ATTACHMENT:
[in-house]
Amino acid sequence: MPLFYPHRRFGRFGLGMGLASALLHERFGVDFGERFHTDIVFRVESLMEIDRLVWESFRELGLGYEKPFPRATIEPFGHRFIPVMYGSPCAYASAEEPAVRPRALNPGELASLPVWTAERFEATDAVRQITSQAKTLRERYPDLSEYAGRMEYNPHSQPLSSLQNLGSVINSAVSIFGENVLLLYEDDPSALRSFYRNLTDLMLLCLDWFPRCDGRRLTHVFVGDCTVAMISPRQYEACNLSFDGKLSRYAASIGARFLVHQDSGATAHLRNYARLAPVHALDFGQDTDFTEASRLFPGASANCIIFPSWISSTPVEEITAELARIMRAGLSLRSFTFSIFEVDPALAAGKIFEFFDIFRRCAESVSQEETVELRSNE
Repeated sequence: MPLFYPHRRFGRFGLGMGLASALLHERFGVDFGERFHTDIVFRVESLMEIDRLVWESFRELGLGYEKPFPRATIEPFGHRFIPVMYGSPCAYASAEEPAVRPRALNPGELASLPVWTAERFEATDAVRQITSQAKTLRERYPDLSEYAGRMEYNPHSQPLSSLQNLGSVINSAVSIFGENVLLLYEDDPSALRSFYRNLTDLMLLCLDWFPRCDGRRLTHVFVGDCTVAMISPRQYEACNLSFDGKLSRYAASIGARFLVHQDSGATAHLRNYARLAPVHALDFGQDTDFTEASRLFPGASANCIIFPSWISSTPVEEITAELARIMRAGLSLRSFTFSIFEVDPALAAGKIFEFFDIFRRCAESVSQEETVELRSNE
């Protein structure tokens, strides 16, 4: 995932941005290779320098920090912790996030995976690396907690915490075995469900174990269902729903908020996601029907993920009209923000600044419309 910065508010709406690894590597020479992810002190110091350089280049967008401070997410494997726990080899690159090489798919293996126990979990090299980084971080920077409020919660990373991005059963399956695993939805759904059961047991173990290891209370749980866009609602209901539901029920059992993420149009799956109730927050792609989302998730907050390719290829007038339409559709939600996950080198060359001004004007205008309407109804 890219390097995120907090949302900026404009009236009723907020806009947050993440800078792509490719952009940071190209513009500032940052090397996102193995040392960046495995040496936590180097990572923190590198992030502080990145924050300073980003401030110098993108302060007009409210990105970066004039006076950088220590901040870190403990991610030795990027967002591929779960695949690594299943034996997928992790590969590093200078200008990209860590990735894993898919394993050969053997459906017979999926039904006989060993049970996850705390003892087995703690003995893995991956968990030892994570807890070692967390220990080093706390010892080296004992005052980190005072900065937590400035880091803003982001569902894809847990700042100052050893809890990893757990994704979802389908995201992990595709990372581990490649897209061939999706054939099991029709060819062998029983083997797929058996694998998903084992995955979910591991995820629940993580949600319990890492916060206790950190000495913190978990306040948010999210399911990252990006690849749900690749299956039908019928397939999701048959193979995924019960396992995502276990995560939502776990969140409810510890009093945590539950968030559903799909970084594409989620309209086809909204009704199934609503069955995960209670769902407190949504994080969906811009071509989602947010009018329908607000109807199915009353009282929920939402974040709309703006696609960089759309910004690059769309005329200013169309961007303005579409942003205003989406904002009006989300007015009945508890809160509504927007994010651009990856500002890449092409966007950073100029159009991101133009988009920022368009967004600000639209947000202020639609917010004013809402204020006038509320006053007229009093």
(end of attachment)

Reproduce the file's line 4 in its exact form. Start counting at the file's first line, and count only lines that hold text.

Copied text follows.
């Protein structure tokens, strides 16, 4: 995932941005290779320098920090912790996030995976690396907690915490075995469900174990269902729903908020996601029907993920009209923000600044419309 910065508010709406690894590597020479992810002190110091350089280049967008401070997410494997726990080899690159090489798919293996126990979990090299980084971080920077409020919660990373991005059963399956695993939805759904059961047991173990290891209370749980866009609602209901539901029920059992993420149009799956109730927050792609989302998730907050390719290829007038339409559709939600996950080198060359001004004007205008309407109804 890219390097995120907090949302900026404009009236009723907020806009947050993440800078792509490719952009940071190209513009500032940052090397996102193995040392960046495995040496936590180097990572923190590198992030502080990145924050300073980003401030110098993108302060007009409210990105970066004039006076950088220590901040870190403990991610030795990027967002591929779960695949690594299943034996997928992790590969590093200078200008990209860590990735894993898919394993050969053997459906017979999926039904006989060993049970996850705390003892087995703690003995893995991956968990030892994570807890070692967390220990080093706390010892080296004992005052980190005072900065937590400035880091803003982001569902894809847990700042100052050893809890990893757990994704979802389908995201992990595709990372581990490649897209061939999706054939099991029709060819062998029983083997797929058996694998998903084992995955979910591991995820629940993580949600319990890492916060206790950190000495913190978990306040948010999210399911990252990006690849749900690749299956039908019928397939999701048959193979995924019960396992995502276990995560939502776990969140409810510890009093945590539950968030559903799909970084594409989620309209086809909204009704199934609503069955995960209670769902407190949504994080969906811009071509989602947010009018329908607000109807199915009353009282929920939402974040709309703006696609960089759309910004690059769309005329200013169309961007303005579409942003205003989406904002009006989300007015009945508890809160509504927007994010651009990856500002890449092409966007950073100029159009991101133009988009920022368009967004600000639209947000202020639609917010004013809402204020006038509320006053007229009093």